Connected handhelds that are small but highly usable are hard to find. The XDA Mini S is admirable because it manages to combine both these features. This is mainly due to its clever sliding keyboard. This lets you get the most from its operating system and bundled software, which includes the likes of Pocket Word, Excel, PowerPoint and Outlook. It's certainly not without its faults -- the audio quality during voice calls is almost unforgivable for a handset of this sophistication, so if you spend more time talking than you do creating digital documents you may want to look elsewhere.
The 02 XDA Mini S is based on the HTC Wizard, the inspiration for many handsets, including the i-mate Jam. As a result, it doesn't look particularly 'mini' on initial inspection. It's only slightly larger than a pack of playing cards, but its 58 by 109 by 24mm frame looks distinctly chubby next to normal phone handsets such as the ultra-thin Motorola Razr V3.
Its relative bulk can easily be forgiven once you realise it's hiding a neat trick up its sleeve -- its screen slides horizontally away from the body of the handset to reveal a Qwerty keyboard. The orientation of the display then automatically switches from portrait to landscape, and you an use your thumbs to navigate through menus or enter text into the handset's various applications.
It's not essential to use the keyboard -- the XDA Mini S has a wealth of shortcut buttons scattered on almost every corner. There's an on/off switch at the top of the unit; camera and voice-dialling/application-launching buttons to the right; a volume control slider on the left; and four buttons on the front. Two provide one-touch access to Internet Explorer and the message inbox. The other two are context sensitive, changing function depending on where you are in the menu.
The screen measures 71mm (2.8 inches) on the diagonal and is touch-sensitive. The XDA Mini S includes the requisite stylus tucked away in its rear quarters. This impressive little tool extends with a satisfying, hydraulic-like action complete with whooshing noise. On the whole, the entire unit is aesthetically pleasing, with our only real gripe being the slightly plastic-looking outer casing.
The XDA Mini S is built on Windows Mobile 2005 Pocket PC Phone Edition. This is a versatile platform that has much in common with desktop operating systems like Windows XP. Most of the navigation is done via the Start menu button positioned at the top left of the screen. The device comes pre-installed with Mobile versions of Microsoft Word, PowerPoint, Excel, Internet Explorer and Outlook. Like BlackBerry handsets, the XDA supports Direct Push technology, which means your emails are sent directly to the handset -- you don't have to remember to log on and check for new mail.
The Qwerty keyboard makes a great accompaniment to the above applications, and makes entering emails a breeze. It lets you type messages and lengthy documents quickly and with ease. Unfortunately, there's no number pad, just a horizontal strip of numbers. This means dialling phone numbers can be a little unintuitive, unless you use the somewhat fiddly virtual keypad that appears on-screen.
Even more annoying is the lack of a shortcut key to access phone features. In order to make a call you'll need to use the stylus or Start button to access the Start menu, before clicking the Phone option -- hardly ideal if you're in a hurry. The XDA Mini S is a quad-band handset, and can therefore be used to make and receive calls in most countries.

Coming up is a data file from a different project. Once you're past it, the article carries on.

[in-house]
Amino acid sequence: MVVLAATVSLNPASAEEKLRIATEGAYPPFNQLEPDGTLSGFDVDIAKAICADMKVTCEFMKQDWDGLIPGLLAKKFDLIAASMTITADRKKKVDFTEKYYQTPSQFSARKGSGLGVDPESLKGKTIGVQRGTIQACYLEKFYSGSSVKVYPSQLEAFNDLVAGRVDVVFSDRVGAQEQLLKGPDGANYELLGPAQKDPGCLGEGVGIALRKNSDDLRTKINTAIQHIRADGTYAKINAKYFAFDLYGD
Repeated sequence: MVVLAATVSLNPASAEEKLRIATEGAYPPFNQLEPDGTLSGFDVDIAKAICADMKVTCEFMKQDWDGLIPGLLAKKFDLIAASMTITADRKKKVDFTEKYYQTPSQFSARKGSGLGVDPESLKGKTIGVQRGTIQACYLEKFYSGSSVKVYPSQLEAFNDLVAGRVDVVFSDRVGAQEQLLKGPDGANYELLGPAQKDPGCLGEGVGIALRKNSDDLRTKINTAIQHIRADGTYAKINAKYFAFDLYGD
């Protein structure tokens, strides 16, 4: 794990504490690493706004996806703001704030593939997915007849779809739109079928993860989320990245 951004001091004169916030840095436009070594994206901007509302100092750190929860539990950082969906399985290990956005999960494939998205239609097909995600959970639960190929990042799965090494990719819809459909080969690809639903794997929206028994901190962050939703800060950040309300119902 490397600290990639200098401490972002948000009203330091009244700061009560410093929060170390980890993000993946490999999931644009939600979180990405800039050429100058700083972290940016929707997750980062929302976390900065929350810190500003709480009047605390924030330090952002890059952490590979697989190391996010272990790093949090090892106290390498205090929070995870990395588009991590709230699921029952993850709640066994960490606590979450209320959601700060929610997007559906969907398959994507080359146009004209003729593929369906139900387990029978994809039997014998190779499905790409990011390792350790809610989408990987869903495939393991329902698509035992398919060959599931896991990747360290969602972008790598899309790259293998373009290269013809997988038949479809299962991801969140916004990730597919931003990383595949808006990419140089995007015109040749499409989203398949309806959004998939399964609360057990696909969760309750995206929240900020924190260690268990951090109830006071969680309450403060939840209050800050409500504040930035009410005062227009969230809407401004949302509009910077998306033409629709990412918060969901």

The XDA Mini S has many connectivity options. USB and Bluetooth links are available, as is 802.11b wireless, and for those who refuse to let go of the past, there's an infrared receiver on the right of the handset. Disappointingly, this device isn't 3G-compatible, so you can't make video calls or surf the Web at near-broadband speeds unless you're connected to a Wi-Fi network.
The XDA Mini S comes with just over 47MB of usable storage space, with a further 44MB dedicated to storing applications. That's not much space to play with, so we recommend you buy an add-on miniSD memory card. This plugs into a slot at the top end of the handset -- which is a better arrangement than some mobile phones that require you to remove the battery before inserting a memory card.
In a world where 2-megapixel cameras on phone handsets are becoming more commonplace, the 1.3-megapixel offered here is a minor disappointment. It's still good enough to take the odd snap here and there, but it's a poor substitute for a dedicated digital camera. On the upside, images look great on the 240x320-pixel 64k-colour display.
Audio quality on the XDA Mini S during voice calls is poor. The sound is muffled and tinny in comparison to even basic handsets, and things get even worse when you're using it in poor signal areas. Its battery life isn't particularly bad: O2 claims up to five hours of talk time and 200 hours of standby time depending on individual usage, but you'll probably need to charge it nightly to avoid running flat unexpectedly. The handset can be charged over a USB cable, so you won't need to lug the three-pin mains adaptor around.
On paper, the device isn't particularly quick, but it works just fine in practice. It uses a 200MHz CPU, which is fine for running the applications it ships with. You may struggle to run some third-party programs, though. Skype for Pocket PC (a Voice over IP application), for example, requires a 400MHz CPU.
Edited by Mary Lojkine
Additional editing by Nick Hide